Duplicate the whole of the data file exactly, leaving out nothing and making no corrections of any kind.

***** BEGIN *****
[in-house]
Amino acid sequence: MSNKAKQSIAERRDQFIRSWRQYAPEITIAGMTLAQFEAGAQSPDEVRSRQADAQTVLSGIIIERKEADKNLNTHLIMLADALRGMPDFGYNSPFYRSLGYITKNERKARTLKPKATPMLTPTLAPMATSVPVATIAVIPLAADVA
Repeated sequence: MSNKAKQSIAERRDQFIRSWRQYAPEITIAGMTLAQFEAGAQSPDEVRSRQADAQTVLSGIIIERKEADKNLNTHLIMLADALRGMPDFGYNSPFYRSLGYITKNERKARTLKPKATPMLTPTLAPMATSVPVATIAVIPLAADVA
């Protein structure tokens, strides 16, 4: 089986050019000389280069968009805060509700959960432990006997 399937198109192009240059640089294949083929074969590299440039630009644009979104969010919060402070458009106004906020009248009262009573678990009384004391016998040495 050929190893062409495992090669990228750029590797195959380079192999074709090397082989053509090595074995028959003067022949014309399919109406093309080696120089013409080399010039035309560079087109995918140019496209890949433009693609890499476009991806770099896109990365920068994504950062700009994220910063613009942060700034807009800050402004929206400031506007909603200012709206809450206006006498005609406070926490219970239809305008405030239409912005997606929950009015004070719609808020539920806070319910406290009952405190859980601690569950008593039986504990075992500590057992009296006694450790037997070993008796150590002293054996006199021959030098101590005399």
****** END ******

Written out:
[in-house]
Amino acid sequence: MSNKAKQSIAERRDQFIRSWRQYAPEITIAGMTLAQFEAGAQSPDEVRSRQADAQTVLSGIIIERKEADKNLNTHLIMLADALRGMPDFGYNSPFYRSLGYITKNERKARTLKPKATPMLTPTLAPMATSVPVATIAVIPLAADVA
Repeated sequence: MSNKAKQSIAERRDQFIRSWRQYAPEITIAGMTLAQFEAGAQSPDEVRSRQADAQTVLSGIIIERKEADKNLNTHLIMLADALRGMPDFGYNSPFYRSLGYITKNERKARTLKPKATPMLTPTLAPMATSVPVATIAVIPLAADVA
């Protein structure tokens, strides 16, 4: 089986050019000389280069968009805060509700959960432990006997 399937198109192009240059640089294949083929074969590299440039630009644009979104969010919060402070458009106004906020009248009262009573678990009384004391016998040495 050929190893062409495992090669990228750029590797195959380079192999074709090397082989053509090595074995028959003067022949014309399919109406093309080696120089013409080399010039035309560079087109995918140019496209890949433009693609890499476009991806770099896109990365920068994504950062700009994220910063613009942060700034807009800050402004929206400031506007909603200012709206809450206006006498005609406070926490219970239809305008405030239409912005997606929950009015004070719609808020539920806070319910406290009952405190859980601690569950008593039986504990075992500590057992009296006694450790037997070993008796150590002293054996006199021959030098101590005399």